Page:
Doctors across the United States are delivering babies who are having withdrawal symptoms because their mothers are addicted to prescription painkillers. The federal government acknowledges a problem with prescription drug abuse across all age groups, and even in maternity wards. A new study examines just how many pregnant women are using these drugs and how many babies are born suffering from withdrawal.
In delivery rooms across the United States, doctors are seeing more and more mothers addicted to prescription pain killers.
The increase is so great that Dr. Stephen Patrick at the University of Michigan decided to review hospital records to find out just how serious the problem is. His own experience provided the motivation.
?What we found was that, from 2000 to 2009, the number of babies having drug withdrawal increased by three times," said Dr. Patrick. "In addition, we found that the number of mothers using opiates at the time of delivery went up by fivefold.?
The U.S. Centers for Disease Control and Prevention call prescription drug abuse the fastest growing drug problem in the United States. Opiates commonly abused are prescription pain killers such as oxycodone as well as illegal drugs like heroin.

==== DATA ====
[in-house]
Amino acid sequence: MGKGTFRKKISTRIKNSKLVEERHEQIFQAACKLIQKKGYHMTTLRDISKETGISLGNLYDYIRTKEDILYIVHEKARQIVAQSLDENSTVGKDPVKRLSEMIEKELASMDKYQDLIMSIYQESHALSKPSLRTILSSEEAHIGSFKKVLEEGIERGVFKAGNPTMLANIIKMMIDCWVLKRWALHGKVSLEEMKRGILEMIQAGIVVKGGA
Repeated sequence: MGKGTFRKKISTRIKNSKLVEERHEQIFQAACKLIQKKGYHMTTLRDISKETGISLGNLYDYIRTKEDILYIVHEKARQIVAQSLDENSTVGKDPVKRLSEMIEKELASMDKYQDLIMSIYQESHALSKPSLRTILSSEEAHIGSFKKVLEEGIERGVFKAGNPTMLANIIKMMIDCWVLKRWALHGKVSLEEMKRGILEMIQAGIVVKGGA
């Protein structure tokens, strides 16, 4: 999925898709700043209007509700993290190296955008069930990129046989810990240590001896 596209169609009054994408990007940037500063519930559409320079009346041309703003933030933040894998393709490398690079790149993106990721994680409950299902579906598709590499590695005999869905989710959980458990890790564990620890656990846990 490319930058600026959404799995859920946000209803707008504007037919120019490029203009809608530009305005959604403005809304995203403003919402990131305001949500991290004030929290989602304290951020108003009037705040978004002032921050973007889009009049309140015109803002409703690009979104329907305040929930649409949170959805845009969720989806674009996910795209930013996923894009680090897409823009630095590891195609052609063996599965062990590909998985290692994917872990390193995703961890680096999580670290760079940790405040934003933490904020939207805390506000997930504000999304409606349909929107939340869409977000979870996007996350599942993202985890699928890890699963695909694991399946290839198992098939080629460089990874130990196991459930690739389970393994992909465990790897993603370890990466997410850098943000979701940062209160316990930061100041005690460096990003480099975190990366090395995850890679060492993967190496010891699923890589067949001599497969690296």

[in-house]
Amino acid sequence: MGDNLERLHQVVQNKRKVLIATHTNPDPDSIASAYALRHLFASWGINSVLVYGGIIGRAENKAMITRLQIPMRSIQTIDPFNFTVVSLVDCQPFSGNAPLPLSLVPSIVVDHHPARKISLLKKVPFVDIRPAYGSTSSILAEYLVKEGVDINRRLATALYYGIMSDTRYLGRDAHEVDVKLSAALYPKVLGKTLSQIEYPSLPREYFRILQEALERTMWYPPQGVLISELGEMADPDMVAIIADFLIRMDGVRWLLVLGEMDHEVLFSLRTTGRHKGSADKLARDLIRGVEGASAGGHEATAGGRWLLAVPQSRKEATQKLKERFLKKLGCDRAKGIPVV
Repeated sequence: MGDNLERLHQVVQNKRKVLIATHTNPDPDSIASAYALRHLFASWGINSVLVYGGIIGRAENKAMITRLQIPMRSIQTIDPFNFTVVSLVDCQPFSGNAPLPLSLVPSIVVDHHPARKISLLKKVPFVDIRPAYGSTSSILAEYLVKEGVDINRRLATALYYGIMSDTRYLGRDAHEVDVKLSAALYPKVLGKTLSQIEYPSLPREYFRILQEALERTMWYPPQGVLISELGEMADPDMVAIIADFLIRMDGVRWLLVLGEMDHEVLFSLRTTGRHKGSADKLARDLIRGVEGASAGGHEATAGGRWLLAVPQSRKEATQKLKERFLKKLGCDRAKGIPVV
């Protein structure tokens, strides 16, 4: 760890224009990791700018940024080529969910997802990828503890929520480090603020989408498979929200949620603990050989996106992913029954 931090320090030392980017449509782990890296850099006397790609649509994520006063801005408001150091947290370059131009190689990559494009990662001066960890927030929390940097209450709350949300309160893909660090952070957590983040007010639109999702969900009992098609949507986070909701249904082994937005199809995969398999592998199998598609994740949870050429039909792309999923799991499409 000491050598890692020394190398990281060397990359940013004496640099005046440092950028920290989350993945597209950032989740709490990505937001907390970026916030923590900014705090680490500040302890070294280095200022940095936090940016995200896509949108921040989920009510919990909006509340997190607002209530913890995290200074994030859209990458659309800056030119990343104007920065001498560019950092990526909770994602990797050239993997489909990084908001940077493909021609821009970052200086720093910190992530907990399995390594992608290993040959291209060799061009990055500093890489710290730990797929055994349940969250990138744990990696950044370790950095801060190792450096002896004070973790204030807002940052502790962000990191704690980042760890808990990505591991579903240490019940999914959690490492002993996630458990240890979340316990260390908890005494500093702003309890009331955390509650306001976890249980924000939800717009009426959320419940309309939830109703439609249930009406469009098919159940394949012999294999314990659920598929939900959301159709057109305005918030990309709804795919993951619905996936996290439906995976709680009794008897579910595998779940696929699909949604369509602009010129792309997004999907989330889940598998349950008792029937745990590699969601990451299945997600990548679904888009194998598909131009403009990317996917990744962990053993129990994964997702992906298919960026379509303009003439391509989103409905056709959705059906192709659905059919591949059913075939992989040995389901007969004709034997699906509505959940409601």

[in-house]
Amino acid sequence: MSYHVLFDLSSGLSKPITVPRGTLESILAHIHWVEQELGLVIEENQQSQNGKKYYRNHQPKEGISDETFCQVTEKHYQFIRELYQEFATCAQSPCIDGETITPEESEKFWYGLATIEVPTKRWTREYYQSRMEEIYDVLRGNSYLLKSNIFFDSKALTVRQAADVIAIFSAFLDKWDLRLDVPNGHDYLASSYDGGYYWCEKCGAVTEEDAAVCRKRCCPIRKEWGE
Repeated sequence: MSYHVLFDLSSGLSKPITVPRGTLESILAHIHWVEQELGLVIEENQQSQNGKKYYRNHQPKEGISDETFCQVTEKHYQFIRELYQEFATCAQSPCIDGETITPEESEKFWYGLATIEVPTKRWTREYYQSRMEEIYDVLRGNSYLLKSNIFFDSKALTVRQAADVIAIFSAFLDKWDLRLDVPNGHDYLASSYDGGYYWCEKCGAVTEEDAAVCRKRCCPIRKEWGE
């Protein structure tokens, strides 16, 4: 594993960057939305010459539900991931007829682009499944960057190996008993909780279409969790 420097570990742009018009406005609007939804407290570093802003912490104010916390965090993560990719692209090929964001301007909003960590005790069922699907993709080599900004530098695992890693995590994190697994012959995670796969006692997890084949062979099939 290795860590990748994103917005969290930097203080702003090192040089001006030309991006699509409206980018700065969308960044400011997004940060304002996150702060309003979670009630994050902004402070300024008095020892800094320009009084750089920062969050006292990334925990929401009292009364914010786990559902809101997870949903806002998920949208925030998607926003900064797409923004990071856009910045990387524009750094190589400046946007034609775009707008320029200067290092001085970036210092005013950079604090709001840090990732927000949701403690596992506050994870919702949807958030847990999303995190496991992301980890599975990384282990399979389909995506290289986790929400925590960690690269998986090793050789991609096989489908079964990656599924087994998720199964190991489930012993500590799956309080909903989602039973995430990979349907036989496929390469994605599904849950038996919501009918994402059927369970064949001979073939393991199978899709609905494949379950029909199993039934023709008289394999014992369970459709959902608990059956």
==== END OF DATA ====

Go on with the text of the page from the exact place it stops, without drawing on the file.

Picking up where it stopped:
Dr. Patrick says babies born with these drugs in their systems have more costly and complex hospital stays as they go through drug withdrawal known as neonatal abstinence syndrome.
?Common symptoms that babies exhibit after they?re born are irritability, difficulty feeding, difficulty breathing, we also know that babies with neonatal abstinence syndrome are more likely to be born with low birth weight,? he said.
What's not known is whether these babies will suffer long-term health consequences. Another problem is that these babies can need the same drugs addicts receive - like methadone - until the baby can be weaned off the opiates. Because the babies are so small, death from overdosing is a real danger. Plus, when pregnant women use opiates, they increase the chances of delivering a dead baby.
Dr. Patrick calls the situation a public health emergency that requires attention from all levels of government as well as from researchers. Experts say the best outcome would be to get mothers-to-be off opiates before they become pregnant.
The report appears in the Journal of the American Medical Association.